By Susan Kasten
This 1939 postcard shows Blackhawk's original 1913 structure in
dark red brick, with its 1920s annex before a massive 1940s
addition. By the 1920s, many power companies only erected
sheds to house power equipment. Because of its earlier brick
structures, Blackhawk bucked this trend, and owners Wisconsin
Power & Light continued adding to the original brick structure.
The dam in the foreground was used to generate electricity at
different points, but the plant mainly used coal.
Some of the things we take for granted were once emerging technologies or seemingly bizarre new inventions. Take electricity, for instance. One hundred years ago, fledgling power companies had to urge a reluctant populace to use power.
A Milwaukee-based power company even produced a pamphlet called “The Electrical House that Jack Built.” Its pages touted the convenience of toasters, coffee pots, and lights—all to the familiar cadence of the nursery rhyme.
In another early scheme to generate demand for electricity, a distributor in the city of Beloit offered to attach service wires to residences free of charge.
Meanwhile, the Beloit Water, Gas & Electric Co. was starting to burn coal to generate power from a modest-sized plant along the Rock River. It was 1913, and the small utility was part of a patchwork of enterprises bringing electricity to the city of Beloit, but not yet into surrounding rural areas.
But this unassuming building, one of the college’s closest neighbors to the west, would not stay small nor remain quiet for long. As the region’s appetite for power woke up, caught on, and then grew beyond anyone’s wildest expectations, it would expand not once, but twice. At points in the 1940s and ’50s, this cavernous plant would employ 55 men and burn through a railroad car of coal about every 90 minutes.
As pivotal as it became in fueling the region’s growth, the Blackhawk Generating Station, and many plants like it, are obsolete as power stations, though their monumental structures often remain in urban landscapes.
With its glory days behind it, Blackhawk’s long-term fate was once far from certain. But soon after current owner Alliant Energy decommissioned the station in 2010, the college and the utility company started dreaming of pressing this century-old building back into service.
Last October, the college signed award-winning, Chicago-based Studio Gang Architects to lead a design for adaptive reuse of the building to become a one-of-a-kind college recreation and activity center. A three-year agreement with Alliant is expected to transition the Powerhouse to the college by 2017 if funds are raised and details come together.
Before it goes from coal-burning power plant to sustainably designed student recreation center, we look at how this mighty plant figured into the past and the ways that it is already capturing the imagination of students.
At the height of its productivity, the Blackhawk Generating Station made a low humming sound as it pushed electricity out to a ravenous power grid. The seeds of its expansion were sown in 1925, when Madison-based Wisconsin Power & Light Company bought the independent riverside station in part of a statewide consolidation that opened access to more extensive transmission lines.
Most powerhouses like Blackhawk are located along valuable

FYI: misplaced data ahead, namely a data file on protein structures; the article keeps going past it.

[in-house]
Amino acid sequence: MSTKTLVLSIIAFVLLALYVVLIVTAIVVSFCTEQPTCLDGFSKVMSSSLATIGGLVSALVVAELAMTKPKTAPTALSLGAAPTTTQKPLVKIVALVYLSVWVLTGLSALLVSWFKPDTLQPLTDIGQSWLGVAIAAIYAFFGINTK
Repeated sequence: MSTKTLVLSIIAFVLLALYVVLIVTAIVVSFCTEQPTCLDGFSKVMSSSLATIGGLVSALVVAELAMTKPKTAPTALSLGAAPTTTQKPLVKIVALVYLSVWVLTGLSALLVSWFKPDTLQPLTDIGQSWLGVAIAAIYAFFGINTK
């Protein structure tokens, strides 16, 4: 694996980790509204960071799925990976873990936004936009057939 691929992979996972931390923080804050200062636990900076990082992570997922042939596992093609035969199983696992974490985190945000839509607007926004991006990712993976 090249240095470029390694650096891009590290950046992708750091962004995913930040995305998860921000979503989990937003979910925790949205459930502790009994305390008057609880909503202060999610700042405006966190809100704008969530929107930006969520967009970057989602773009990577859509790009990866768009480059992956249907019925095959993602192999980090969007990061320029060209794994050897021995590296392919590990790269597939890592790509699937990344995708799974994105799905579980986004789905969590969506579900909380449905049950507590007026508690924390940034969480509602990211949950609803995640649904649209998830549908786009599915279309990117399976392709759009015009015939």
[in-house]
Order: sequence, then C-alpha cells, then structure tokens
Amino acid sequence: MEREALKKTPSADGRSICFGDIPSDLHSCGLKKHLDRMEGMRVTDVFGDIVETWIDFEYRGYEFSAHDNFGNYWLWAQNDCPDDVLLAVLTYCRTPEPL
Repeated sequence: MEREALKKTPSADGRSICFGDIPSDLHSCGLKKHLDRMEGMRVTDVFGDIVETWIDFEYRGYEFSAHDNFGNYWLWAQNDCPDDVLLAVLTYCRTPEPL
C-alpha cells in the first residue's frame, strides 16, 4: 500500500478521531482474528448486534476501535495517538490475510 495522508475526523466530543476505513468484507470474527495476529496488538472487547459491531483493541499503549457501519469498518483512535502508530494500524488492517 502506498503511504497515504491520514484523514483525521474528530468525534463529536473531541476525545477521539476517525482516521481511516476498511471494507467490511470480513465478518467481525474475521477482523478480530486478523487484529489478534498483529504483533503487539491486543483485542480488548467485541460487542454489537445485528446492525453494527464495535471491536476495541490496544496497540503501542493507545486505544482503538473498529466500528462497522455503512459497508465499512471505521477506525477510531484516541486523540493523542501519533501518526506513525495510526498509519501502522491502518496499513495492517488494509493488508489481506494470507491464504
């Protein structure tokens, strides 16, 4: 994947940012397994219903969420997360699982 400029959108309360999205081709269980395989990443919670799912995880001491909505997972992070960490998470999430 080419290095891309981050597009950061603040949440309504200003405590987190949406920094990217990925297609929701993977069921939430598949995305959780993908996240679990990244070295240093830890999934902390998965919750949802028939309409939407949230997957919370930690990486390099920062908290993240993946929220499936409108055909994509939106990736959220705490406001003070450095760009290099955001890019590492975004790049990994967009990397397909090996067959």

waterfront real estate, which made it easier to receive shipments
of coal and access plenty of water used for cooling purposes. This
railroad track spanned the Rock River, bringing coal from points south.
After one expansion to the building in the 1920s, a massive construction project in the mid-1940s brought the structure up to its current footprint, which measures 350 feet by 120 feet. It added a towering smokestack and doubled the plant’s energy producing capacity—what the company called its “muscle power.”
Blackhawk was responding to demand for power that corresponded with the country’s shift from the Great Depression and wartime conservation to post-war prosperity and stepped-up consumption. It and one other power station in Sheboygan are also credited with providing the energy infrastructure for central Wisconsin’s post-World War II industrial expansion, paving the way for companies like General Motors and Fairbanks Morse Engine Company to grow and prosper.
By the 1940s—between the growth of industry and increasing consumer demand—no one needed nursery rhymes to promote electricity.
In fact, Wisconsin Power & Light customers doubled their demand for power between 1940 and 1950, and company records note that 53 new industries started up in Blackhawk’s service territory between 1944 and 1945 alone.
A newly upgraded Blackhawk station opened its doors to the public
in 1950. Dates had to be extended to accommodate the thousands
of citizens who wanted a tour.
And Blackhawk, which employees had named for Chief Blackhawk—the famed Sauk Indian warrior who fought the U.S. Army to defend his Rock River Valley turf in the 1830s—was preparing for an era of growth.
In 1945, Wisconsin Power & Light started the ball rolling on more than $7 million in construction and equipment improvements at the plant. Five years later, the plant was upgraded and ready to show off to a curious public.
At an open house in the fall of 1950, more than 6,000 people from the Beloit community put on their Sunday best to visit Blackhawk. Guides with megaphones led tours of the spotless, newly expanded station, with its shiny new twin turbine generators, boilers, and complicated control panels. In black-and-white photos, the place looks like the set of a mid-century science fiction movie.
A special section of Beloit’s newspaper celebrated the opening. One ad from the Peabody Coal Company saluted the project with a pun: “More power to you for creating one of the country’s finest and most efficient electric generating stations.”
The thought of burning so much coal may raise carbon-conscious eyebrows today, but at the time, Blackhawk was recognized for effectively using coal, which came to Beloit by train from places like Southern Illinois. After it was unloaded and conveyed to a bunker, coal was pulverized to the consistency of talcum powder for maximum efficiency. That powder was burned in Blackhawk’s furnaces to convert water to steam, which spun turbines that generated electricity, sending it first to a transmission station across the road, and then to points beyond.
As a student living in Haven Hall, now college trustee Gene Zeltmann’62 remembers hearing “an extraordinary racket” near campus every morning around 7 a.m. Zeltmann, who went on to lead the New York Power Authority, knows his way around a power plant. He suspects he was hearing the sound of the day’s coal supply being unloaded from train cars.